Extension of time – exceeding telephonic limits and failure to meet requirements for 30-day extensions A party may, on or before the due date, request by telephone to the clerk a single 14-day extension for performing any act except the filing of a notice of appeal. Only one telephonic extension request may be made for each act. A litigant needing more than 14 days, or who has already obtained a telephonic extension, must file a motion for an extension demonstrating extraordinary and compelling circumstances why a further extension is necessary. The parties may stipulate to extend the time to file any brief up to a total of 30 days beyond the due date. If a longer or subsequent extension is requested, or if the opposing party’s stipulation for a 30-day extension cannot be obtained, a motion is required. A motion for an extension of time beyond 30 days is not favored and will not be granted absent a showing of extraordinary circumstances and extreme need.
Motions for stay pending appeal – failing to meet justification for stay An appellant seeking a stay pending appeal must first move in the district court. A motion for stay in the appellate court must either show that (1) seeking a stay in the district court would be impracticable or (2) the district court denied the stay or otherwise failed to afford the requested relief (state grounds for denial).
Motions to modify orders or judgments on appeal – failure to employ Huneycutt remand After an appeal of a final order or judgment has been taken, the district court is divested of jurisdiction except for collateral matters (e.g., attorney fees and costs). If the parties (or the district court) seek to modify a final order or judgment that is on appeal, they must request a limited remand from the appellate court in a procedure referred to as a “Huneycutt remand” that was established in Huneycutt v. Huneycutt, 94 Nev. 79, 80, 575 P.2d 585, 585– 86 (1978). Once an appeal has been perfected, a party seeking to alter, vacate or otherwise modify the order or judgment that is on appeal must file in the district court a motion for relief from that order or judgment.
Disqualification of justice or judge – missing deadlines and lack of supporting information


A party seeking to disqualify a judge or justice must file a motion within 60 days of when the appeal is docketed. Absent good cause, an untimely motion will be deemed a waiver of the right to object to a justice’s or judge’s participation in a case. A motion to disqualify must state each ground upon which disqualification is sought, including the facts alleged, and supporting legal argument with citation to legal authority. All facts must be supported by sworn affidavit or reference to the specific page and line where support for the fact appears in the record.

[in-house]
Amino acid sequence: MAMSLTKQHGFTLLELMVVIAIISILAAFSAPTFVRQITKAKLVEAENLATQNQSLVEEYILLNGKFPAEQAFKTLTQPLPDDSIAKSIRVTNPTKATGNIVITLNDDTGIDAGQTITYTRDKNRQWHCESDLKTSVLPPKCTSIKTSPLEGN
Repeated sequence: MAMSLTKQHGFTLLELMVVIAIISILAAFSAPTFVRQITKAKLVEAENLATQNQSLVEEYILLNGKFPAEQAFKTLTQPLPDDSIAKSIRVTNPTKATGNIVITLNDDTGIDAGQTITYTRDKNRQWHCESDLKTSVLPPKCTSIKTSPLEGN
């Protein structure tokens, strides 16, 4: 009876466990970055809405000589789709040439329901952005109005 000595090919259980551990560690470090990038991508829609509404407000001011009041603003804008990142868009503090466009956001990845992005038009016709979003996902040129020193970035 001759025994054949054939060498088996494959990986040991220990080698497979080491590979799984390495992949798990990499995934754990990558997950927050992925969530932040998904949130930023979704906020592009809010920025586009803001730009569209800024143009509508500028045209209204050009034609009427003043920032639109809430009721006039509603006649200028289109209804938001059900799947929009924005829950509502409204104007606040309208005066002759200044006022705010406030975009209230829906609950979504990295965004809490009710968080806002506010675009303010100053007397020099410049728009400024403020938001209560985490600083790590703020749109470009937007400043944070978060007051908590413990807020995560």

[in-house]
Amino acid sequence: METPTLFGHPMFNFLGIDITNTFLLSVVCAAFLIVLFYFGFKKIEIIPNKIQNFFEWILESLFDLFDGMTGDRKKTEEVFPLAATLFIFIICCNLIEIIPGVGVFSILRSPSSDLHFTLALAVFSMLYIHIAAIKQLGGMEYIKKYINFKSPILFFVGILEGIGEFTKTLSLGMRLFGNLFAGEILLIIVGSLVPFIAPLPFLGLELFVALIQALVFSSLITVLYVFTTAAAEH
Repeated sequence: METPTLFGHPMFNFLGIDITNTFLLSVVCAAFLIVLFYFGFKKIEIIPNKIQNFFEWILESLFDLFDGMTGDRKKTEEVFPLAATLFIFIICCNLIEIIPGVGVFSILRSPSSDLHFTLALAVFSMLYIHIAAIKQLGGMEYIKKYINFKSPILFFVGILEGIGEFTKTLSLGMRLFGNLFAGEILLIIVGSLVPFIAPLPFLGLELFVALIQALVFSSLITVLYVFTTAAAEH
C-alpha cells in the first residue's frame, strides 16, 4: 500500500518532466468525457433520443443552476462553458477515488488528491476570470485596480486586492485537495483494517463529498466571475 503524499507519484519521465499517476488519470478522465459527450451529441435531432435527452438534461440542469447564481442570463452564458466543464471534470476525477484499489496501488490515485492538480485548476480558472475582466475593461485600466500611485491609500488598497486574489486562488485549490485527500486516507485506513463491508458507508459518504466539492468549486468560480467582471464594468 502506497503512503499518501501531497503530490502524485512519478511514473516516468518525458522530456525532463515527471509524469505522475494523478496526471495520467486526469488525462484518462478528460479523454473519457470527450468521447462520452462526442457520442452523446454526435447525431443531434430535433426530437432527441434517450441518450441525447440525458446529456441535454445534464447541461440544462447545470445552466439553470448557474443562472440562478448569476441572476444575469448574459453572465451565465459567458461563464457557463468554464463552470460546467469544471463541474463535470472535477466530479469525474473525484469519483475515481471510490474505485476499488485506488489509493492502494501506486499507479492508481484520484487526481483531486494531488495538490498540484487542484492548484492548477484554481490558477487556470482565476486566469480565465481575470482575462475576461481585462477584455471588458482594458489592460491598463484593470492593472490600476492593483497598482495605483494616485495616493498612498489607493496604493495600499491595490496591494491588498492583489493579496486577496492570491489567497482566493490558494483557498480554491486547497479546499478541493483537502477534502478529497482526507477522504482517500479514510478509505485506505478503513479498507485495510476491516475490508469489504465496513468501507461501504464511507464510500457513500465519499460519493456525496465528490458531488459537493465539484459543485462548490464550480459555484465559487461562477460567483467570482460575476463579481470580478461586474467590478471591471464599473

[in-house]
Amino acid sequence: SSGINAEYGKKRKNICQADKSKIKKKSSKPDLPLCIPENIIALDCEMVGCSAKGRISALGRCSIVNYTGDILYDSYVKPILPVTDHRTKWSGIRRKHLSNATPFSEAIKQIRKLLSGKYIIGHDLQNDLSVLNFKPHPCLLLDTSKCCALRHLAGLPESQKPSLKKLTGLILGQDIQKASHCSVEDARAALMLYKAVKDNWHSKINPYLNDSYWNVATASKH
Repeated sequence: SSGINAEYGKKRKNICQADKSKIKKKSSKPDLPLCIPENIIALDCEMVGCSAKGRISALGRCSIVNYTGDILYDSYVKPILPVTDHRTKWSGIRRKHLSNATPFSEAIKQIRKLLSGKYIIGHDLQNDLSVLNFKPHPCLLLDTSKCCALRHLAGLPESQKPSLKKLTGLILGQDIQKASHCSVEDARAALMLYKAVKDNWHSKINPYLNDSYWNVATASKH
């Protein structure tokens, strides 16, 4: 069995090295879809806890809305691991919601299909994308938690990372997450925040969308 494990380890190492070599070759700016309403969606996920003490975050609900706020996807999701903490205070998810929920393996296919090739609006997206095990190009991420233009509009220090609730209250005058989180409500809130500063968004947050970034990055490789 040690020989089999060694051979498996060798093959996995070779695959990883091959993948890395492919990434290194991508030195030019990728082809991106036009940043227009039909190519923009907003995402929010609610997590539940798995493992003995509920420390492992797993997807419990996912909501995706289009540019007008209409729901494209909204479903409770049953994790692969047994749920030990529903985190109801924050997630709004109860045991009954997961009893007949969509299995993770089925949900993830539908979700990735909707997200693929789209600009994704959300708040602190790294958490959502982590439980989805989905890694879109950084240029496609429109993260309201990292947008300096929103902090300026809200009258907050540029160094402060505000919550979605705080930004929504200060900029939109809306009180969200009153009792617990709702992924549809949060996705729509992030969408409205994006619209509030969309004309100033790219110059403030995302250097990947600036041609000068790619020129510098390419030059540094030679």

Summary disposition – misunderstanding a request for reconsideration A motion for a procedural order may be acted upon by the appellate courts at any time without awaiting a response, subject to a request for reconsideration. A timely opposition filed to an already granted (in whole or in part) motion does not act as a request for reconsideration. A separate motion requesting that relief must be filed. Because the appellate court may grant a motion for procedural order without affording other parties the opportunity to respond, prompt preparation of a response to a procedural motion is imperative. Do not assume that the appellate court will provide the full time period to file and serve a response prior to acting on a procedural motion

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In 2024, McDonald Carano celebrates 75 years of serving Nevada’s legal, business, government, and civic communities. More than 60 lawyers and government relations professionals serve state, national, and international clients from our offices in Reno, Las Vegas, and Carson City. McDonald Carano provides legal services and government affairs and advocacy counsel to startups, corporations, trade associations, nonprofits, public entities, high-net-worth individuals, investors, and public-private partnerships throughout Nevada. We are proud to be your Nevada law firm since 1949.